Artificial intelligence is the creation of human beings, including a number from Carnegie Mellon University. Now, AI is changing humans. It's a subject that Illah Nourbakhsh of the Robotics Institute and Jennifer Keating of the Dietrich College of Humanities and Social Science explore in an interdisciplinary CMU course, "AI and Humanity."
Nourbakhsh and Keating have captured the thoughts of some leading AI scholars in a new oral archive that became available online this year. It includes video and transcripts from 22 people, including MIT's Daniela Rus, Harvard University's Barbara Grosz and Microsoft's Eric Horvitz, as well as a number of CMU faculty members such as Martial Hebert, David Danks, Mark Kamlet, Tuomas Sandholm and Jim Herbsleb.
"These are the founders of the field," said Nourbakhsh, the K&L Gates Professor of Ethics and Computational Technologies. "It's not a history project; it's about them being critical analysts of their field. They are talking about the future."
For instance, Rus, the director of MIT's Computer Science and AI Laboratory, imagines a world where AI and robots take over routine chores. "I like to imagine robots delivering fresh produce at my doorstep on a daily basis," she says in her video. "I like to think about the possibility of garbage cans that take themselves out and automated infrastructure that supports removing them. I like to think about intelligent assistance … that supports us with all sorts of tasks to ensure that we work efficiently, and we live well."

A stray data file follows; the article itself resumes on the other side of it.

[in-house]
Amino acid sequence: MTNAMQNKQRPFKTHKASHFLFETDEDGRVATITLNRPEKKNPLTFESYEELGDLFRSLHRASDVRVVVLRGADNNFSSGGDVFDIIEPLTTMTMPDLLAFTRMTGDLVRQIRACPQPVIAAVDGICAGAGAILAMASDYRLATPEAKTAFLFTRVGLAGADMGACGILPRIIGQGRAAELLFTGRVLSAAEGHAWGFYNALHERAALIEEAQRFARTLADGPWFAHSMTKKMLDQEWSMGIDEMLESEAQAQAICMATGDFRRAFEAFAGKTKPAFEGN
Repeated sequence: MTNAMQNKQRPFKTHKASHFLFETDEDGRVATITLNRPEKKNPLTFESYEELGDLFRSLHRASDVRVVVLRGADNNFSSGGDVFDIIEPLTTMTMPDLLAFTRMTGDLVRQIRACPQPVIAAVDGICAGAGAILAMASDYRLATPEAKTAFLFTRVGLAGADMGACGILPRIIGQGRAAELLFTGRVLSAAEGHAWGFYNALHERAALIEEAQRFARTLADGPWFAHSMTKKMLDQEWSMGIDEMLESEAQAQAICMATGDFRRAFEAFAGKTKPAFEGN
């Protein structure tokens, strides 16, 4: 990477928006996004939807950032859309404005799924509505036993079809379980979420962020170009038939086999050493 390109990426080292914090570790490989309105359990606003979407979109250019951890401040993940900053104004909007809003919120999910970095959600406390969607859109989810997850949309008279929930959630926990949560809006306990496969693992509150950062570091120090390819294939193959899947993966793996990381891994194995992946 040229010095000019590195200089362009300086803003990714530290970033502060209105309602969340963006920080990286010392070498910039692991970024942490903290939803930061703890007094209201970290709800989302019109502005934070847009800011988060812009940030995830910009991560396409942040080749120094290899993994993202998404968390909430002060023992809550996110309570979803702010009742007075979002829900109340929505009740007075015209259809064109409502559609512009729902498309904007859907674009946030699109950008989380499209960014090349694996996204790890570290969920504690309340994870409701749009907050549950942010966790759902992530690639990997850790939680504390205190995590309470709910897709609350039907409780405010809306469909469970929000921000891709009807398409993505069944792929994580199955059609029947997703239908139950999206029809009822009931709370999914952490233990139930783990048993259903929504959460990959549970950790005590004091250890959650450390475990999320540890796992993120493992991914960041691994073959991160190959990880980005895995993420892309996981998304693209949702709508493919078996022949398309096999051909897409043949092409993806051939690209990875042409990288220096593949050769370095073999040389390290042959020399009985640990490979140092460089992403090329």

Also in the archive, Grosz, a computer scientist at Harvard, suggests people may need to rethink how AI services are designed. Calling a customer service line and talking to a computer first and only to a human if there's a problem makes for a bad experience, she explained. "If they had been designed instead for the person to answer the phone first and for the computer to support them, it would be a better experience all around," she says in her video.
Moshe Vardi, a professor of computer science at Rice University, believes people must hold on to those things that make them special, such as human rights. "I don’t think we should give robots human rights," he says in the archive video. "We should not give corporations human rights. We are eroding human rights by giving them away to other things."
Nourbakhsh said the plan is to keep adding new voices to the archive, making it an expanding resource for AI students and scholars.
The release of the archive coincides with the publication next month by MIT Press of the textbook "AI and Humanity." Nourbakhsh and Keating, assistant dean for educational initiatives in the Dietrich College, wrote it for their course, which is part of Dietrich's Grand Challenge Seminar series for first-year students.
The book and the archive will be celebrated on Friday, Feb. 28, in Simmons Auditorium A in the Tepper Building. Vardi, the University Professor and Karen Ostrum George Distinguished Service Professor in Computational Engineering at Rice, will present a keynote lecture, "Technology Is Driving the Future, but Who Is Steering?" at 4 p.m. A panel discussion will follow, featuring Richard Scheines, dean of the Dietrich College; Hebert, dean of the School of Computer Science; Colin MacCabe, professor of English and film at the University of Pittsburgh; and Molly Steenson, K&L Gates Associate Professor of Ethics and Computational Technologies in the College of Fine Arts. The program is open to the public, but an RSVP by Friday, Feb. 21, is requested.
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